Wednesday, 12 September 2012

Goal Setting As A Means Of Self Improvement


It is often easy to forget exactly how important goal setting is to self-improvement. We can have lofty ambitions for changing or improving who we are, but if we don't begin the journey with one step as Confucius once said and then break it down into smaller plans, the journey might begin to seem impossible.

The reason goal setting works as a means of self improvement is two-fold: the first part is obvious it allows us to break a really complex task down into small components that are easier to follow, more detailed, and less overwhelming. The second reason why goal setting is an effective means of self-improvement is that it provides us with constant motivation. Whenever we accomplish that goal or objective on the way to the greater goal, we feel as if we have made progress, and it emboldens us to work towards the next goal in line.

Before anyone can begin goal setting for self-improvement, he must determine what it is about himself that he would like to change and for what reason. For some people, the ultimate act of self-improvement would involve quitting smoking cigarettes. For others, weight is a self-improvement issue for which they are most concerned. For others, it might be something different, like being more assertive, more financially secure, or more charitable.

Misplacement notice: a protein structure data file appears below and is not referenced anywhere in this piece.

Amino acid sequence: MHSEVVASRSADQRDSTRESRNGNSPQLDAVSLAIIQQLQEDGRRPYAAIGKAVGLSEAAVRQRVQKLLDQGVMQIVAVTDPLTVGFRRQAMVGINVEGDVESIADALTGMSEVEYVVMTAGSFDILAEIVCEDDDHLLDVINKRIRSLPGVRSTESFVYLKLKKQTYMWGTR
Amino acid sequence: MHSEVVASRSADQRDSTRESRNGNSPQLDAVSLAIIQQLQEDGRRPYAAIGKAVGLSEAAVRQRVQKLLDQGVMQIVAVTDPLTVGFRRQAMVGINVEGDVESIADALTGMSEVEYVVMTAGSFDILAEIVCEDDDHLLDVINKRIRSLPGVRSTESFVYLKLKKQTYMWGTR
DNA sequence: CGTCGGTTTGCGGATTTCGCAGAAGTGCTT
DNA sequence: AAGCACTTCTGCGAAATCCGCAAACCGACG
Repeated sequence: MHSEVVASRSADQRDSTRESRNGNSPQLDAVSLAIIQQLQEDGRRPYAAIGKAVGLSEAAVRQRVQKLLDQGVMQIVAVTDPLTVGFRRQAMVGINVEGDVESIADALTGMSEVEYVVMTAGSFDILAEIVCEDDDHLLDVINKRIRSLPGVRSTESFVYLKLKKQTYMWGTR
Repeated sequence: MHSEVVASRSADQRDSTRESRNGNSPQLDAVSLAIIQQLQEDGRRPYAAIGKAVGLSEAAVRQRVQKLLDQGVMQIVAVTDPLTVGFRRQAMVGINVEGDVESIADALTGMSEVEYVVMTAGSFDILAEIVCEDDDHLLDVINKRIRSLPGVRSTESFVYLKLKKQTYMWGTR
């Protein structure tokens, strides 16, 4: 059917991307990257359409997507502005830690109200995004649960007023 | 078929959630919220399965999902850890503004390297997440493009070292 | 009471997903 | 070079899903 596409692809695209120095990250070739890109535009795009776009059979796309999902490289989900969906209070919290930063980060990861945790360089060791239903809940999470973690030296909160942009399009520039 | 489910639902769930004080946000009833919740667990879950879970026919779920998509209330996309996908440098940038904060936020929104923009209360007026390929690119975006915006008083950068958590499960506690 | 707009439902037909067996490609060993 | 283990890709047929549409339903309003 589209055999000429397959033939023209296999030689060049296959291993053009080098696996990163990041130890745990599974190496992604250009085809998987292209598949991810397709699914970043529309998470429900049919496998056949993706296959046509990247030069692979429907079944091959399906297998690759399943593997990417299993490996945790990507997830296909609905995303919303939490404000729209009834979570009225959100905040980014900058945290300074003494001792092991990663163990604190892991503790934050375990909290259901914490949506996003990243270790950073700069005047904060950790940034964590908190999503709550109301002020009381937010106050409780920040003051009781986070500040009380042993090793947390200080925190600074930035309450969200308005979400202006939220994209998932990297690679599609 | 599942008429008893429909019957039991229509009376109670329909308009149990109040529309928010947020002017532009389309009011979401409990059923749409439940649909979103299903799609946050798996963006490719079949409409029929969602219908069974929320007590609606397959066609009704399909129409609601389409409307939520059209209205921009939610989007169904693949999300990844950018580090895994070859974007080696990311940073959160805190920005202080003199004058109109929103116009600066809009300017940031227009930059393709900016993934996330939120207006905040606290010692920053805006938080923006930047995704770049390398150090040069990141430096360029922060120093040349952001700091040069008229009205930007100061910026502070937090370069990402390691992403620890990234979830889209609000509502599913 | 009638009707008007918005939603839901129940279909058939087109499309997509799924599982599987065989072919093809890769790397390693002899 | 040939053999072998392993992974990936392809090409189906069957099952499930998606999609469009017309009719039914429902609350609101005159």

Of course, no one knows our faults better than we do. If we're overweight, we usually know just horrible it makes us feel, even if no one around us even really notices it. If we drink beyond what could be considered careful moderation, we know how it makes us feel and what it has done to our relationships.

Now, once you have identified what it is that you would like to improve about yourself, you can begin the goal setting process. Start with the ultimate goal (i.e., to lose 30 pounds). Next, depending on how large your ultimate goal is and how long it will reasonably take you to accomplish begin goal setting for objectives with timelines. For these smaller objectives, it is a good idea to tie them to actions, rather than results. If, for instance, your goal is to go to the gym three times each week and decrease your fat and carbohydrate intake, you might accomplish all of those goals, but it doesn't mean you will accomplish your short-term intended result, which was to lose ten pounds in 30 days.

If you only lose 10 pounds when your goal was 30 pounds, don't feel like you haven't succeeded. Instead, see if you followed the goals you set out to accomplish for the time period: did you go to the gym three times each week? Did you decrease your fat and carbohydrate intake? If you answered yes to all of these questions and you DID lose at least some weight, then you know your goal setting activities are on the right track, but you just need to intensify the components or increasing the overall timeline.

So, to reiterate, successful goal setting for self improvement consists of three things: creating long term goals, short term objectives, and re-evaluating the plan to make sure it is more realistic.


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